This is the second in a series of blog reports on FirstNet’s role in and observations from the five “Early Builder” (EB) public safety Long Term Evolution (LTE) network projects. The EBs include four NTIA Broadband Technology Opportunities Program (BTOP) grantees in New Jersey, Adams County (Colo.), the Los Angeles Regional Interoperable Communications System Authority (LA-RICS), and New Mexico, as well as Harris County (Texas), which is being funded through other grants and local contributions.
Members of the FirstNet management team recently paid a visit to Las Cruces, New Mexico to meet with state officials about their planning for the state’s BTOP-funded public safety broadband network. While the network is not expected to be operational until mid-2015, the state of New Mexico already is providing FirstNet with a number of unique lessons learned and best practices to leverage for the planning and deployment of the nationwide public safety broadband network.
For example, the state is looking to partner with another Early Builder (EB) project to utilize their core network services. In addition, New Mexico is working with Federal agencies that operate in the state to leverage their assets for the network and provide network access to Federal responders, with a focus on border security.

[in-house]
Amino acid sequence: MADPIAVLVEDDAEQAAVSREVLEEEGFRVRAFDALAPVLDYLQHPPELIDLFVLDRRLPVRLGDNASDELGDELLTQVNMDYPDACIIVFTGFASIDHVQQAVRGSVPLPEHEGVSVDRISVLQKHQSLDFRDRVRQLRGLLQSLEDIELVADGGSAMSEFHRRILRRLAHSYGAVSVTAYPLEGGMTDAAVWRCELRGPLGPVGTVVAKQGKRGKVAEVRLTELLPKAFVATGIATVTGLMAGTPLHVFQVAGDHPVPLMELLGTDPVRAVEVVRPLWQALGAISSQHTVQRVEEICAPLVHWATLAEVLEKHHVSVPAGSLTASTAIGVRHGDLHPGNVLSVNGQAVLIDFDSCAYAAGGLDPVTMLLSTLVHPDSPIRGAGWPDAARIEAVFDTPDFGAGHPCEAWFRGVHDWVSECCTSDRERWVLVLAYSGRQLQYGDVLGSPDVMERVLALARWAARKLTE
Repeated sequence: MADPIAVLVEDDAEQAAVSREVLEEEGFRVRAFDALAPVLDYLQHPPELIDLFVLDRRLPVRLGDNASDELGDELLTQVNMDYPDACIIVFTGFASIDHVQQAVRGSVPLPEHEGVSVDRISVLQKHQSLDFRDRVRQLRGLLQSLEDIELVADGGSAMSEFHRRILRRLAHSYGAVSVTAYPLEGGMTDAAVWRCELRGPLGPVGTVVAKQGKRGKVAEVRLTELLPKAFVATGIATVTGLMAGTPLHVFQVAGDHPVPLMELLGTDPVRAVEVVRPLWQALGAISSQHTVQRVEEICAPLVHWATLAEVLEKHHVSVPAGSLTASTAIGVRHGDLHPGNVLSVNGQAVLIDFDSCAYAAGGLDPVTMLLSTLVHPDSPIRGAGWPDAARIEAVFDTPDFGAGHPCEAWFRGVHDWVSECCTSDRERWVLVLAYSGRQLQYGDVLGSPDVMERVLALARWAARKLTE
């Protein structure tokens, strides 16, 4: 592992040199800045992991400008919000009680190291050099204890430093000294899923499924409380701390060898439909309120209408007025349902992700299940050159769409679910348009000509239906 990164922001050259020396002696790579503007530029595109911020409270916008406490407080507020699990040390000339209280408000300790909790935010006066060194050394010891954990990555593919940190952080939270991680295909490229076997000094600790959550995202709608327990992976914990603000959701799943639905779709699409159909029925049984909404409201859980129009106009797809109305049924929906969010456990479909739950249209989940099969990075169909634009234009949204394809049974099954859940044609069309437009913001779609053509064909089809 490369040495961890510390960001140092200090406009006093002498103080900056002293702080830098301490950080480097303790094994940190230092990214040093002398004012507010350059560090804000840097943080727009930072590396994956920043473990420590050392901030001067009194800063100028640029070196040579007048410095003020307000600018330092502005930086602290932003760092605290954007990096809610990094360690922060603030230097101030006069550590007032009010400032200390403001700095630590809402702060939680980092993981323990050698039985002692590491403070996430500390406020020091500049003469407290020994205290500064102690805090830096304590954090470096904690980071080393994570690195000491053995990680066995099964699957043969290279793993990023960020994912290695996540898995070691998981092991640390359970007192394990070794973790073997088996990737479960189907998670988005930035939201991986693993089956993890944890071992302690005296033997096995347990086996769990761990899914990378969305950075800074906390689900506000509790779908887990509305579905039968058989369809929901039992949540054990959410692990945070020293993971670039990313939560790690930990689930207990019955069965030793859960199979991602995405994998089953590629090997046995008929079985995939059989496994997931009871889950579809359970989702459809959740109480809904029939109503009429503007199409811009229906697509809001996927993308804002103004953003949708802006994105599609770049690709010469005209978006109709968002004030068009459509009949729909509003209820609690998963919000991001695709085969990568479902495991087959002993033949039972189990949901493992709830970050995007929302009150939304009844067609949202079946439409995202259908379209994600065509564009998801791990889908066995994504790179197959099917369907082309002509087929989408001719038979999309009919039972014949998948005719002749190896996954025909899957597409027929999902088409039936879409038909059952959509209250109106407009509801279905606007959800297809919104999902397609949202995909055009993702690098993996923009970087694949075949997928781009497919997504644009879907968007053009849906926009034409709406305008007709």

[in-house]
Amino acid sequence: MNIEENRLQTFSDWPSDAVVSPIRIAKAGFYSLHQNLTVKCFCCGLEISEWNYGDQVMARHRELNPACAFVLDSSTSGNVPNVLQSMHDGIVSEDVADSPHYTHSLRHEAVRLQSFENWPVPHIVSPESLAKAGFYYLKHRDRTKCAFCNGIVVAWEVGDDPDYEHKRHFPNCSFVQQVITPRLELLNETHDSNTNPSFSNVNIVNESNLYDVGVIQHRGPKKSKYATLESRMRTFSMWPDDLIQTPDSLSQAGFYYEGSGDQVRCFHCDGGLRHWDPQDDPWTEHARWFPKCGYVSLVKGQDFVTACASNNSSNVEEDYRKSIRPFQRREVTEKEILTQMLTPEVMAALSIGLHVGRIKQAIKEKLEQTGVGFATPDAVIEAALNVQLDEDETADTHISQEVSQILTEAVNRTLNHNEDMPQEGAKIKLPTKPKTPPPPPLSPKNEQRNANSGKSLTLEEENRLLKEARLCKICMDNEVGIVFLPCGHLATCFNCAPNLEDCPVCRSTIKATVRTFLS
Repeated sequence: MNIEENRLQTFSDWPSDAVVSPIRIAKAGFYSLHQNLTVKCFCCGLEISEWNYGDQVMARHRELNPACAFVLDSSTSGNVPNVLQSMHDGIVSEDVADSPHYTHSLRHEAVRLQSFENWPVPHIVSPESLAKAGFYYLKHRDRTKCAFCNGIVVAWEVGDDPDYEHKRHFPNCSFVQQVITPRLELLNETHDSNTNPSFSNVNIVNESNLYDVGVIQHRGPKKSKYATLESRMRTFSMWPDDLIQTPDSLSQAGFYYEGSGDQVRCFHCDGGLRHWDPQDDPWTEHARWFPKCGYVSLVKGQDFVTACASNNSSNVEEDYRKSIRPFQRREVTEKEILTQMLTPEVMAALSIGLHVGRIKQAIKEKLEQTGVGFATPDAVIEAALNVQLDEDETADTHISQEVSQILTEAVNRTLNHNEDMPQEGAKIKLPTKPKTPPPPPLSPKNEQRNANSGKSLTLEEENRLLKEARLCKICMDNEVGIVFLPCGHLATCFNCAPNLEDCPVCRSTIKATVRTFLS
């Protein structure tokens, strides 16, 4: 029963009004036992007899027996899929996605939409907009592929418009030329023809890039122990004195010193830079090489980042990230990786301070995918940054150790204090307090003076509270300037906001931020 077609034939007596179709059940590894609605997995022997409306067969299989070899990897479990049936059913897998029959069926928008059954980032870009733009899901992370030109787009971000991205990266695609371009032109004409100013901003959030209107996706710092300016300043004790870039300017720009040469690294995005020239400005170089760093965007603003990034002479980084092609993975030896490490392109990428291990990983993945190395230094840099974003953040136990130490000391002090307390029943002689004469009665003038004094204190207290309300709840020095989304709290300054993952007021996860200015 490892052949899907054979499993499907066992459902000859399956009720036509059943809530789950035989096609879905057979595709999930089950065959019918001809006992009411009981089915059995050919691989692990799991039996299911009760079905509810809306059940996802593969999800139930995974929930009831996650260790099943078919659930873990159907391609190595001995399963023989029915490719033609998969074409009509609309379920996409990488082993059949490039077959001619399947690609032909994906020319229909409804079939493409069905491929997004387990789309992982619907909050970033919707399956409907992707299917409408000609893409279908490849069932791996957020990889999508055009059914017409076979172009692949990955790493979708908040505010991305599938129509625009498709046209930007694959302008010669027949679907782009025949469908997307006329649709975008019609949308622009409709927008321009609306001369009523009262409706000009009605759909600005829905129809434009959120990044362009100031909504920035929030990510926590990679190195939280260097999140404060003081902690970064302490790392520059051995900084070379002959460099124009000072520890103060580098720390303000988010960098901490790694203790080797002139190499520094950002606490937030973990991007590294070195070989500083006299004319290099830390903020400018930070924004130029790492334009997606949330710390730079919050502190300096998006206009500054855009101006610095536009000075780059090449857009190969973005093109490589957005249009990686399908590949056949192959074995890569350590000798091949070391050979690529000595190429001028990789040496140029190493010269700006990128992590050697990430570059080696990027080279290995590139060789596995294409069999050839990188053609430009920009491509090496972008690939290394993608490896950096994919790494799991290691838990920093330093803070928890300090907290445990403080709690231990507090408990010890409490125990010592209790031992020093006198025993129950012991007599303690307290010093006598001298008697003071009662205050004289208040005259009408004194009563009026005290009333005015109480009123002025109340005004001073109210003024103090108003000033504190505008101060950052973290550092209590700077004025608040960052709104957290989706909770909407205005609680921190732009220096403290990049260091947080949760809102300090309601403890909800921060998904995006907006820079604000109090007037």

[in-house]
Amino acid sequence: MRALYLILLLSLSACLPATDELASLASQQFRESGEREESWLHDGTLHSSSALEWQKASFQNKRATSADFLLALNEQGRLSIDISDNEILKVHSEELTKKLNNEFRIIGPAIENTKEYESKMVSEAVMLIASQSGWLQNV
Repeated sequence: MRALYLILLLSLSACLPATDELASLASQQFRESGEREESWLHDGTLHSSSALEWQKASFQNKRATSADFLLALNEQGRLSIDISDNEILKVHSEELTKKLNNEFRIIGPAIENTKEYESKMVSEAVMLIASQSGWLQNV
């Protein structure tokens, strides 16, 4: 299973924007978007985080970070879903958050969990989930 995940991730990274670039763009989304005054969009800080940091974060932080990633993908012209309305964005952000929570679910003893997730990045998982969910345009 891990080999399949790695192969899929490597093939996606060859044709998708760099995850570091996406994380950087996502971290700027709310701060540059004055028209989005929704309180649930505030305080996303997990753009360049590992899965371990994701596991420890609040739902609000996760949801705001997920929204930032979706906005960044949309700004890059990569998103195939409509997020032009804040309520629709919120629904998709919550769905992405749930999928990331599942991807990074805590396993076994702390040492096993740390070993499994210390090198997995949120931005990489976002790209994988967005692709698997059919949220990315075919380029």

As a key first step, New Mexico successfully negotiated a Memorandum of Understanding (MOU) with the Department of Interior and leveraged the document as a foundation for an agreement with Department of Homeland Security’s Customs and Border Protection (CBP). The border security collaborative effort with CBP, in particular, will focus on the identification of illegal incursions and the integration of real-time sensor data to aid in interdiction and arrest.
In terms of project specifics, the state plans to use up to 8 existing state or local and 4 Federally-owned towers to provide Long Term Evolution (LTE) service to state, local, and Federal agencies.
In addition, New Mexico is developing the capability to use Enhanced Packet Core (EPC) services from another EB network project in Harris County, Texas. With Harris County prepared to act as the host core, New Mexico is working to identify and address a number of key factors associated with integrating remote Radio Access Networks (RAN) to core networks – including technical, schedule, and cost considerations.
Given these characteristics, FirstNet has focused its key learning conditions for this project around assessing:
- The feasibility of hosting a single Enhanced Packet Core (EPC) among multiple RANs
- Spectrum management and use issues along the Southwest Border with Mexico
- Sharing of use among Federal and state organizations
In collaborating with New Mexico on these key issues, the FirstNet team is learning much about RAN-build challenges in high-desert geographies, as well as challenges associated with managing across the many partners involved in one of the more complex EB programs. As with the other EB projects, FirstNet looks forward to continuing to evaluate the lessons learned from the New Mexico project to help inform planning for the nationwide public safety broadband network.